Hemant Mehta drew attention to the fact that what some conservative religious people in the United States today want – namely to obliterate the separation between church and state – is arguably the most self-defeating course of action they could pursue. In Europe, countries where Christianity is the national religion have seen Christianity decline significantly. Baptists, in adopting their historic stance that church and state should be separate, thought that state support for a religion ultimately does it more harm, as people become associated with it for cultural, political, and other reasons besides sincere religious devotion.
It is interesting to reflect on how this relates to the recent Pew study suggesting that things are not going well anyway, for traditional Christian identities at least. The number who self-identify with historic denominations and movements has declined, and the number of “unaffiliated” has gone up. That category is not primarily agnostics and atheists, but people who say they are “nothing in particular.”
An article by Sarah Posner for Religion Dispatches suggested that there is both a desire in many circles for the bringing of religion and politics together, and disillusionment with how that has been done. Among five main noteworthy points, she included the following:
1. The first report on Pew’s data released today does not include its analysis of respondents’ religious intensity or orthodoxy, nor of the respondents’ political and social attitudes. That will come later this year in a separate, detailed report. Stay tuned!
2. A different Pew survey out last year found a “growing appetite” for mixing religion and politics, particularly among conservative religious respondents. As I wrote at the time, the poll found “those affiliated with a religion, particularly evangelicals, Protestants, and Catholics, ‘have become significantly more supportive of churches and other houses of worship speaking out about political issues and political leaders talking more often about religion.’” Granted, the rise of the nones is partly a result of disaffection with mixing religion and politics, indicating a possible mitigating effect. That will likely drive divergent trends of mixing religion and politics among Republicans and Democrats.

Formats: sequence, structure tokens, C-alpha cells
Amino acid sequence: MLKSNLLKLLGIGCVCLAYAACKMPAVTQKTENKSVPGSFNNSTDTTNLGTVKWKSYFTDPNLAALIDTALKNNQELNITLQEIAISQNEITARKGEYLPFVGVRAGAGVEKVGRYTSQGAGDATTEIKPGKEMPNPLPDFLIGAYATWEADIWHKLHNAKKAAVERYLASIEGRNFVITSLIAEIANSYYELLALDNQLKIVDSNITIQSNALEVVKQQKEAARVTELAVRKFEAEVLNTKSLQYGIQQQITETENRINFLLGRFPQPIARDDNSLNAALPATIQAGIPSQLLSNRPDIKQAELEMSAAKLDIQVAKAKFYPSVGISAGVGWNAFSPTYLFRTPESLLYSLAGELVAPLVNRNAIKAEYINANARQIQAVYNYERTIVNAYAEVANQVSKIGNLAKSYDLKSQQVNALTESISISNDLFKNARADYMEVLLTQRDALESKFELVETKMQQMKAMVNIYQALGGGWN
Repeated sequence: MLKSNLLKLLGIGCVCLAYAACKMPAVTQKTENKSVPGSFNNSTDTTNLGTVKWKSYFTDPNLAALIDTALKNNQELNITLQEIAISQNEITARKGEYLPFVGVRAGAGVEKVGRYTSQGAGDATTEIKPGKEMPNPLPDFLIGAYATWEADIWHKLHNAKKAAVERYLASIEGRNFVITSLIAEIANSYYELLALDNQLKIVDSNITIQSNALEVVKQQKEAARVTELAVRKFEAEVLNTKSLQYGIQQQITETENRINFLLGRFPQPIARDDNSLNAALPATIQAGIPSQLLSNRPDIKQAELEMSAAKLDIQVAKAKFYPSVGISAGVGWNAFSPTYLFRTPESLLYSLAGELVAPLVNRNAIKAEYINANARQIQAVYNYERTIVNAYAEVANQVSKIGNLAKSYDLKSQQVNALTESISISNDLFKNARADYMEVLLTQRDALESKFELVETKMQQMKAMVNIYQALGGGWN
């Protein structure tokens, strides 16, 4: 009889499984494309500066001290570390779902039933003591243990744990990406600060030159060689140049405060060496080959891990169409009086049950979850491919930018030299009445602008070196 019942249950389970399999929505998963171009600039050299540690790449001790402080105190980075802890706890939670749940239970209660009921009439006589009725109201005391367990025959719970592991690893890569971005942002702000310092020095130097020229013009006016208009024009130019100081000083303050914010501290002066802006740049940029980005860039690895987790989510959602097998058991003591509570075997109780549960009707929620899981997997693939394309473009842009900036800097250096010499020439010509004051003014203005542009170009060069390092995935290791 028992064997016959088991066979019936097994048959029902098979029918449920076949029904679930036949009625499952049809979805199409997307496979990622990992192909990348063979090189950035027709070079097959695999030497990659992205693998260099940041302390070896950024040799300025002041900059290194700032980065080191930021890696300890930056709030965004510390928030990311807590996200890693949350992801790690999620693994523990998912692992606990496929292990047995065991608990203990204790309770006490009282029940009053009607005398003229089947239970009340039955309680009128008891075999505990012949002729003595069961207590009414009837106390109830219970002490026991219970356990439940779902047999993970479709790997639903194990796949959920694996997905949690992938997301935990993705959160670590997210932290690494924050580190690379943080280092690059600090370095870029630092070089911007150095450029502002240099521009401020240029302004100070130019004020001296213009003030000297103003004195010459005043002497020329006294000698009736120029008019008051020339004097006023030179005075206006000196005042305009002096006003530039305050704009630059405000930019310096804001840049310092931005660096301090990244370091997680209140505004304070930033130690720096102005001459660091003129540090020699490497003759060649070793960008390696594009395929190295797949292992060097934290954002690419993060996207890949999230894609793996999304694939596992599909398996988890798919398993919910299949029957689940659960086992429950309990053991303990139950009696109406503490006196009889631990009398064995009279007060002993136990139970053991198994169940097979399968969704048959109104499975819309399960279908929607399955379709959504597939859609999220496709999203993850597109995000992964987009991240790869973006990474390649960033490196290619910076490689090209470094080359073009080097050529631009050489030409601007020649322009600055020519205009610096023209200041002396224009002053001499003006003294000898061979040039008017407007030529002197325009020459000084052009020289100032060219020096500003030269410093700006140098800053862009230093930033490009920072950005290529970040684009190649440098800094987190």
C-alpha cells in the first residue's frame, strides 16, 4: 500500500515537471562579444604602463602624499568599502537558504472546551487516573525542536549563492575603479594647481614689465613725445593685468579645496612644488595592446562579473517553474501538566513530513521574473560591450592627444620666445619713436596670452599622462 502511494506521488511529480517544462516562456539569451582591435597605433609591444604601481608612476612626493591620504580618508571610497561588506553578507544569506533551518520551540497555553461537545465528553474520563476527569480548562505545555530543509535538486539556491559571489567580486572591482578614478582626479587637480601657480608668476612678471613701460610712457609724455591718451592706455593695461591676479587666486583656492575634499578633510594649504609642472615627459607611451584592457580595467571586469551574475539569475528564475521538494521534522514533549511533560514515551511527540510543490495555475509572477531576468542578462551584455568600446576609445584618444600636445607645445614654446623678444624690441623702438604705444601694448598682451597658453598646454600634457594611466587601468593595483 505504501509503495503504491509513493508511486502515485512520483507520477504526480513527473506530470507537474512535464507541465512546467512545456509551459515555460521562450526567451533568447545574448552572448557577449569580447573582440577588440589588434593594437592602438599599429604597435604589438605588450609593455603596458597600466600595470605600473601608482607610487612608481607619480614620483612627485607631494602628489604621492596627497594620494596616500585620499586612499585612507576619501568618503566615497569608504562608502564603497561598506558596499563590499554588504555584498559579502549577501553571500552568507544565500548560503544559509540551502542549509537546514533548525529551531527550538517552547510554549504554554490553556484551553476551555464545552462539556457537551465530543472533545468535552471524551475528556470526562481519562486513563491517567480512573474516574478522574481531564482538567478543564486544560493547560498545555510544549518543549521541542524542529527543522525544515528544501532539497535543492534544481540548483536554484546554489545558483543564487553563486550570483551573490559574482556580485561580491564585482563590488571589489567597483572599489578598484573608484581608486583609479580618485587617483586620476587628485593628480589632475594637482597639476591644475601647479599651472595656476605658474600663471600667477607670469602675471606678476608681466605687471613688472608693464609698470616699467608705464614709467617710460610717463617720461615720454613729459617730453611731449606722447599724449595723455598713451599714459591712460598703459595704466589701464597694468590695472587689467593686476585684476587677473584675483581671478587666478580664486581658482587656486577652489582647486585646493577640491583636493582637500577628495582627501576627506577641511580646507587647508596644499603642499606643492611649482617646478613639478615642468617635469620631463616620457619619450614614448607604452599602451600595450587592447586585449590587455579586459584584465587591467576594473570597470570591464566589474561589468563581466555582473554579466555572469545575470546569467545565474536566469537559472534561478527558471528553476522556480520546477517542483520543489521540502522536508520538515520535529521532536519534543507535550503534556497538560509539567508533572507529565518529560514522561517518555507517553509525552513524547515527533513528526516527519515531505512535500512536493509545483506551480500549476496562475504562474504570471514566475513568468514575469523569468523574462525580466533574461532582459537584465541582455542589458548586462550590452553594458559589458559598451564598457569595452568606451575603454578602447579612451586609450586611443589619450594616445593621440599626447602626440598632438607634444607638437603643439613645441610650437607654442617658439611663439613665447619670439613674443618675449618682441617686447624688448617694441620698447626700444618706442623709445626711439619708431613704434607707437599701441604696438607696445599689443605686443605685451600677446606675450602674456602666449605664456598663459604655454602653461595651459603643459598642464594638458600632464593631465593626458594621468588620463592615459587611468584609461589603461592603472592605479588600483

3. Keep in mind that, politically speaking, evangelicals, and in particular white evangelicals, have been highly politically organized for decades. As the sociologist Lydia Bean documents in her book, The Politics of Evangelical Identity, through churches and parachurch organizations, evangelicals’ political views are shaped by a “narrative of Christian nationalism,” a “24/7 narrative” that “liberals basically destroyed America and conservatives have to take it back.”
Perhaps the message is that there is no sure-fire way to guarantee that religion in general, or a religion in particular, will thrive or decline. Alliance with political power, and separation, can ultimately lead to either, whether in the shorter or the longer term.
This ship is sinking, folks. We are bailing out water with tiny communion cups, but it is going down.
And it isn’t because technology has drawn us out of community, or because Millennials are hopelessly selfish (other people’s theory, not mine), or because so many people have soccer practice on Sundays now and the stupid Wal-Mart is open 24 hours a day. No, we are an increasingly faithless nation because the culture, at large, is evolving. As a species, we are moving past the trivialities of moral code, in the interest of our own survival. In this age of globalization, people are increasingly aware of global suffering, inequity, and rapidly melting ice caps. If they look to religion at all, they look for real transformation— for a body of people who will speak up for justice, care for the aging planet, and embody life-giving love and compassion… and we, the People Religious, come up short again and again.
Why? Mostly because we’ve been too busy playing house, trying to keep our doors open, fussing over the bylaws and deciding who gets in. We have failed to evolve with the rest of our species.
I don’t know that we can ‘bring back’ the post-exodus masses… But what we can do is hear them. We can acknowledge that we have used our resources, our time, our precious breath for all the wrong things. We have cast out where we should have drawn in. We have judged more than we’ve connected. We have fretted over our own infrastructure and who the hell is sleeping with whom, while our neighbors were hungry, hurting, isolated.
If healing of the Body is possible, it has to start with that acknowledgement. And a large measure of humility, as we recognize that ‘we’ are a growing minority, and no longer hold the authority to shape culture. The world is not looking to us for answers. They are looking to see if we practice what we preach.
What are your thoughts about the latest Pew study?